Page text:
Voters head to the polls as the gap between the two parties narrows


Australians head to the polls on Saturday to vote in a national election that shows the opposition leading in opinion polls.

The Labor Party is narrowly ahead of the ruling Conservative coalition, although a strong presence of climate-focused independents could lead to a hung parliament.

The centre-left Labor party held a decent lead at the start of the campaign after nine years in opposition, but recent polls
showed Prime Minister Scott Morrison’s centre-right Liberal-National government closing the gap in the home stretch of a tough six-week campaign.

Opposition leader Anthony Albanese’s centre-left Labor Party is favorite to win its first election since 2007.

But Mr Morrison defied opinion polls in 2019 by leading his coalition to a narrow victory. A victory this time would allow him to obtain a historic fourth mandate.

His coalition holds the narrowest majority – 76 seats in the 151-seat House of Representatives, where parties need a majority to form a government.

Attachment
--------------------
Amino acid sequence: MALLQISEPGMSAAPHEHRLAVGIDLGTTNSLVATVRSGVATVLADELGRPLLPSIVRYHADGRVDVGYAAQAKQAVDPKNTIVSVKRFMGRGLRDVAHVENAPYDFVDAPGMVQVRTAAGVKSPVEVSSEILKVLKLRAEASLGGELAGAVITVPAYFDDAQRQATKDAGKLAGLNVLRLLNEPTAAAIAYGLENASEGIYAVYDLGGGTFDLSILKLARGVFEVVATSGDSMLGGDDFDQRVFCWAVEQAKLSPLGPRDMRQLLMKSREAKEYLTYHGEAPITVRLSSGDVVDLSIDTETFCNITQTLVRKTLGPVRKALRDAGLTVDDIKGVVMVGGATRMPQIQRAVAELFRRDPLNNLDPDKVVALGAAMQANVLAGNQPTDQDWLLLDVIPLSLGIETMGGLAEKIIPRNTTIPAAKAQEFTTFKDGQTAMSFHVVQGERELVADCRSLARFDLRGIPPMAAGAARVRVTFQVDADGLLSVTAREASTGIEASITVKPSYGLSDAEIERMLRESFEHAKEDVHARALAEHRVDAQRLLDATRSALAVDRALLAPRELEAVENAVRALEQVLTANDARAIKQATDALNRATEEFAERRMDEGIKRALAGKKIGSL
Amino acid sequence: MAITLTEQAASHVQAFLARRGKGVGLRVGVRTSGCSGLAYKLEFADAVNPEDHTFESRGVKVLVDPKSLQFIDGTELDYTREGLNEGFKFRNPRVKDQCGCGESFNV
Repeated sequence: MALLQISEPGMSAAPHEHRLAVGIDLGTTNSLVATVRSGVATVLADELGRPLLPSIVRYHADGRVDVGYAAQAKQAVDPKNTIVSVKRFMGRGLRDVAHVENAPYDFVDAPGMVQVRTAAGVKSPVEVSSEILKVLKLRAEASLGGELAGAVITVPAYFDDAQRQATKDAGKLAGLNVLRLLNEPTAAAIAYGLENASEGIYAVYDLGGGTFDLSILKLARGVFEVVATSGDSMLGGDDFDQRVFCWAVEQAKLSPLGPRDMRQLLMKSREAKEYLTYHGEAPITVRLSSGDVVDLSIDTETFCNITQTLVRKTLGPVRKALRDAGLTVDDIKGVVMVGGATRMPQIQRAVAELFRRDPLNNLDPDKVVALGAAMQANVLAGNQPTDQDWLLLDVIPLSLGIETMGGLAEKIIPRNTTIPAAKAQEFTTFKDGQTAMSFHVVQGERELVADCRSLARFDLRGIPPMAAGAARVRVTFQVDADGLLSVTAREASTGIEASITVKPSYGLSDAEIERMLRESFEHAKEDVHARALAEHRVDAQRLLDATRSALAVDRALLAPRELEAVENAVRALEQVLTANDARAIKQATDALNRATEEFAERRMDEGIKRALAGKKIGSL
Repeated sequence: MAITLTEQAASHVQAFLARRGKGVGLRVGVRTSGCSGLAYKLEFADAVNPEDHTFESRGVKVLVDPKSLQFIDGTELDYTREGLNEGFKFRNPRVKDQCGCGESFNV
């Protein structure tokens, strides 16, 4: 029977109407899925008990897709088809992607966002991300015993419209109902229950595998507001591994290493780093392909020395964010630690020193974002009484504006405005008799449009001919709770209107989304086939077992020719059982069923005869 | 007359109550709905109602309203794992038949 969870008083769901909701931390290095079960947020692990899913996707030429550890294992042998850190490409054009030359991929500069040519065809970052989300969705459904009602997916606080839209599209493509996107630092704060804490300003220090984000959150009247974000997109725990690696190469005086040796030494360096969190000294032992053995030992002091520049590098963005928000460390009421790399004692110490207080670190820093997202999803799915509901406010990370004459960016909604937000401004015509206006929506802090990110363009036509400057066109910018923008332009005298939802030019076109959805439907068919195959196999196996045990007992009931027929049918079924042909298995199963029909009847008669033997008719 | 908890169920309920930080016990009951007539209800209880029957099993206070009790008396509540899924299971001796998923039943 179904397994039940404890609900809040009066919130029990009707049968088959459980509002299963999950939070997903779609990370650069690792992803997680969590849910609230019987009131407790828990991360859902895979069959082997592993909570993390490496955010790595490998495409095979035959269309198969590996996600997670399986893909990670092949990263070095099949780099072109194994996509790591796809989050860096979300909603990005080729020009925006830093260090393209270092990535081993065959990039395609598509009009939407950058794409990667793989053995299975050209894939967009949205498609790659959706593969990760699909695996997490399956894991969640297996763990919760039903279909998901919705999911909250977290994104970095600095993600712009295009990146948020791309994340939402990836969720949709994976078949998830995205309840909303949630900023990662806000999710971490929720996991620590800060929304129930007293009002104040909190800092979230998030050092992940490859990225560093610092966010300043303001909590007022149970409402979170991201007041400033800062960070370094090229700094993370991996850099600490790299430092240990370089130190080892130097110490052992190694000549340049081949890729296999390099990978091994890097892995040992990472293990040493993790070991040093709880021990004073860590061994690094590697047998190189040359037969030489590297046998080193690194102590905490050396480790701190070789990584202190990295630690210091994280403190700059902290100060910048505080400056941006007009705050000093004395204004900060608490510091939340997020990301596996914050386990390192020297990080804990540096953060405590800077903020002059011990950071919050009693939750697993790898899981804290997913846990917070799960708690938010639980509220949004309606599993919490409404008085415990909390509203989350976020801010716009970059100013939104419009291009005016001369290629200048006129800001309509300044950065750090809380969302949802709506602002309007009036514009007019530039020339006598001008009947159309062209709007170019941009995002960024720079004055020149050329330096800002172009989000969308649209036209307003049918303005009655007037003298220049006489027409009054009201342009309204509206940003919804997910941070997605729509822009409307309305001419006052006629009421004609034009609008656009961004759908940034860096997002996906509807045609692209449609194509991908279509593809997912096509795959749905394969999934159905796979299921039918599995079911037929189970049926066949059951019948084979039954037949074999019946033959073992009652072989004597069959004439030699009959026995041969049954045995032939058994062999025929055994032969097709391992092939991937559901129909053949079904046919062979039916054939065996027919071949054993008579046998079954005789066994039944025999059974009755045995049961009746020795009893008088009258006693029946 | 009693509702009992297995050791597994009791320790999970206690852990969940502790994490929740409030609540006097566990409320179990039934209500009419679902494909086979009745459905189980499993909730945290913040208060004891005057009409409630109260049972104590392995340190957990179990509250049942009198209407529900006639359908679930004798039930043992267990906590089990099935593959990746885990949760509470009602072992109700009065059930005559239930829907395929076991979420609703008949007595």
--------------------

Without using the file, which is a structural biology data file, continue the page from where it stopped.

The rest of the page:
Explainer: How does the Australian election work and who are the ones to watch in 2022?

The two leaders will campaign in Melbourne on Saturday before casting their ballots in their hometown of Sydney.

The first polling stations will close on the east coast of the country at 6 p.m. local time (0800 GMT). The west coast is two hours behind.

Due to the pandemic, more than 48% of australia 17 million voters voted early or requested mail-in votes, which will likely slow the count.

On Friday, the government changed regulations to allow people recently infected with COVID-19 to vote by phone.

Voting is compulsory for adult citizens and 92% of registered voters voted in the last election.